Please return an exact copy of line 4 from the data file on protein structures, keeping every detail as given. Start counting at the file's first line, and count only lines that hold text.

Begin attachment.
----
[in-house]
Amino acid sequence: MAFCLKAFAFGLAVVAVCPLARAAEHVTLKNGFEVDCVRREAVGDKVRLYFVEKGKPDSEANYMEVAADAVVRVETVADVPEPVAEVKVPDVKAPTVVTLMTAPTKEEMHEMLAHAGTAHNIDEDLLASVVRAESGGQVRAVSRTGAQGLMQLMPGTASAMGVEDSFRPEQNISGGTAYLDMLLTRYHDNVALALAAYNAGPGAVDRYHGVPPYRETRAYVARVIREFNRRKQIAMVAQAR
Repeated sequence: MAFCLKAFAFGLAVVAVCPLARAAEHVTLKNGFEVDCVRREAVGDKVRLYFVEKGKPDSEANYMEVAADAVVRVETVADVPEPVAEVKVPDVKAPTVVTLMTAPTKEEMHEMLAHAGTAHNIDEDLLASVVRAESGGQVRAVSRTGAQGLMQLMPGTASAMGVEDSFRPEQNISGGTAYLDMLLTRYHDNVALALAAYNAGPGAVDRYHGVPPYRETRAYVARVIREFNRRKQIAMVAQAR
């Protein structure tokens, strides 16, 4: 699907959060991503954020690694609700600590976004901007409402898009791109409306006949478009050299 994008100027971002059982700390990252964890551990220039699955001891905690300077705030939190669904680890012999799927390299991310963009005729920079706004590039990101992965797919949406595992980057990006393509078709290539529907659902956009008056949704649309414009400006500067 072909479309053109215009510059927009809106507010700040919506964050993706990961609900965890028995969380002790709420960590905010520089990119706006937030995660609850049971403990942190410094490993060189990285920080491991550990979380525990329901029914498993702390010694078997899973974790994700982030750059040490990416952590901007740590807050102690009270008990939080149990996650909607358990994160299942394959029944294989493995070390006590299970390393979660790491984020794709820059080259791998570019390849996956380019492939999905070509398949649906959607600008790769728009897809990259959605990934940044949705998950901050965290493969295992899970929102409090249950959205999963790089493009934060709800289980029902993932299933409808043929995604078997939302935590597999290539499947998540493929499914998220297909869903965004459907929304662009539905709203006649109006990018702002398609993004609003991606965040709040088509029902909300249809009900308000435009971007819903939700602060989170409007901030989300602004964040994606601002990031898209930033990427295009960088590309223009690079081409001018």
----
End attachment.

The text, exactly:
């Protein structure tokens, strides 16, 4: 699907959060991503954020690694609700600590976004901007409402898009791109409306006949478009050299 994008100027971002059982700390990252964890551990220039699955001891905690300077705030939190669904680890012999799927390299991310963009005729920079706004590039990101992965797919949406595992980057990006393509078709290539529907659902956009008056949704649309414009400006500067 072909479309053109215009510059927009809106507010700040919506964050993706990961609900965890028995969380002790709420960590905010520089990119706006937030995660609850049971403990942190410094490993060189990285920080491991550990979380525990329901029914498993702390010694078997899973974790994700982030750059040490990416952590901007740590807050102690009270008990939080149990996650909607358990994160299942394959029944294989493995070390006590299970390393979660790491984020794709820059080259791998570019390849996956380019492939999905070509398949649906959607600008790769728009897809990259959605990934940044949705998950901050965290493969295992899970929102409090249950959205999963790089493009934060709800289980029902993932299933409808043929995604078997939302935590597999290539499947998540493929499914998220297909869903965004459907929304662009539905709203006649109006990018702002398609993004609003991606965040709040088509029902909300249809009900308000435009971007819903939700602060989170409007901030989300602004964040994606601002990031898209930033990427295009960088590309223009690079081409001018």